U.S. Rep. Jesse Jackson Jr.’s campaign finances are the subject of a federal probe after the congressman allegedly improperly used campaign money to decorate his home, according to a new report.
The Wall Street Journal reported Sunday night that a federal probe into the congressman centers on whether Jackson improperly used campaign money to decorate his home.
The Chicago Sun-Times on Friday first reported that Jackson was under federal investigation, a probe that began before he took a leave from Congress in June to seek medical help. Ultimately, the Jacksons said he suffered from bipolar depression.
The Sun-Times reported that the investigation was being handled out of Washington D.C. and was an entirely new area of scrutiny and did not involve the sale of the U.S. Senate seat — a case involving Rod Blagojevich where Jackson’s name repeatedly came up. Spokespeople representing Jackson were not talking on Sunday.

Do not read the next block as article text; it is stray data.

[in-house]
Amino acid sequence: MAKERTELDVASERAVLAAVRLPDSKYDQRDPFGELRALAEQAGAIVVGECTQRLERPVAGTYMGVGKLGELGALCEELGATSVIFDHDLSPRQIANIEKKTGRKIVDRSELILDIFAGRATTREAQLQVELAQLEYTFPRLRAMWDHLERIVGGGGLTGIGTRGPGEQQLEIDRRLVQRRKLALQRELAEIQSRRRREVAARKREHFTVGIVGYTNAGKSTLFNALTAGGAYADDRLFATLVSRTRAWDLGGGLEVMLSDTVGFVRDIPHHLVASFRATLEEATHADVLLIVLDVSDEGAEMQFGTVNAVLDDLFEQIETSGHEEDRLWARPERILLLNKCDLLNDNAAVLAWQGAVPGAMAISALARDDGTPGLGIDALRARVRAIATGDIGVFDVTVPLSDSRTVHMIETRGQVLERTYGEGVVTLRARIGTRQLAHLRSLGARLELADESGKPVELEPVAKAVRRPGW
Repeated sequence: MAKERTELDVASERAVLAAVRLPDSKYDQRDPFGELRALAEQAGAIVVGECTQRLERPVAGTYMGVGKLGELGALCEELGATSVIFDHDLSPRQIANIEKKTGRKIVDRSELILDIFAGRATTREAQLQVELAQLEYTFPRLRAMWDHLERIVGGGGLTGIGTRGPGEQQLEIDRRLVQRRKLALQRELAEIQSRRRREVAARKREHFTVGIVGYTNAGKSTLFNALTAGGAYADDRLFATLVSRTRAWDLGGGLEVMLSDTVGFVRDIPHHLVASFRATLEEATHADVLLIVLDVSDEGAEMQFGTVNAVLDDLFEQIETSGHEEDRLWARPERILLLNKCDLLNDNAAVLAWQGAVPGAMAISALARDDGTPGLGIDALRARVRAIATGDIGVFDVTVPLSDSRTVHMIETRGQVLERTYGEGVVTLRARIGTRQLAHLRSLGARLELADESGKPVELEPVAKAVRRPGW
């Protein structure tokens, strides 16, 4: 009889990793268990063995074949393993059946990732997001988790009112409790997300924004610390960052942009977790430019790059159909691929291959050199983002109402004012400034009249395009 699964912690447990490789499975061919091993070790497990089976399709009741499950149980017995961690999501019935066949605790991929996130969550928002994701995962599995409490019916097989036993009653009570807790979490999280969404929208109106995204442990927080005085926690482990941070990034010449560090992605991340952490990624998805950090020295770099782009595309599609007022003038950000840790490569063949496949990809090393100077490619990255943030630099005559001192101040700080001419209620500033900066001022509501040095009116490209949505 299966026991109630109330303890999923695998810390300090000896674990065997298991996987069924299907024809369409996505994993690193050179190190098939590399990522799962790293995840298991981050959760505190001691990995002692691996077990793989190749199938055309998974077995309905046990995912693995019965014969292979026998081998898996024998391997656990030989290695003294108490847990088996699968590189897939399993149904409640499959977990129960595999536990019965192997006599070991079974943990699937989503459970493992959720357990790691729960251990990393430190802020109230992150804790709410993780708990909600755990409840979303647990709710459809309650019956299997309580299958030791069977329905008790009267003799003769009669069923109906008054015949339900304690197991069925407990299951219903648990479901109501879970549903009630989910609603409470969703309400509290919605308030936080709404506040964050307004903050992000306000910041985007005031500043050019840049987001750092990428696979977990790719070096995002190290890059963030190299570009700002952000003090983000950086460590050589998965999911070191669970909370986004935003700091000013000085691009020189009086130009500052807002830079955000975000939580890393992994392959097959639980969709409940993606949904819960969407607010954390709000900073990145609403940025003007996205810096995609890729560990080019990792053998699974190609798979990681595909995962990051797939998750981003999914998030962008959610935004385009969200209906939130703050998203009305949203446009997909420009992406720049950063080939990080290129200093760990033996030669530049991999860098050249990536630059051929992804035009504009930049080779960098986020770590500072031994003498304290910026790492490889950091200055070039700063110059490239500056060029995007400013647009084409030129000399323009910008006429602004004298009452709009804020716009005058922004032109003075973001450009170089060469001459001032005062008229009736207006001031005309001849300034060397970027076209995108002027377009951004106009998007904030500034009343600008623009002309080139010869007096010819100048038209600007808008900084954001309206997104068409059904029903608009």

The probe prompted lawyers for Jackson to meet with federal prosecutors this week in an attempt to persuade them not to indict the congressman.
The sources said it was unclear whether Jackson, who has not been seen in his office for months, would be charged before the November election — a subject that was discussed between Jackson’s lawyers and the prosecutors this week. Jackson’s lawyers urged the prosecutors not to file charges before the election — but prosecutors refused to make any commitments, the sources familiar with the meeting said.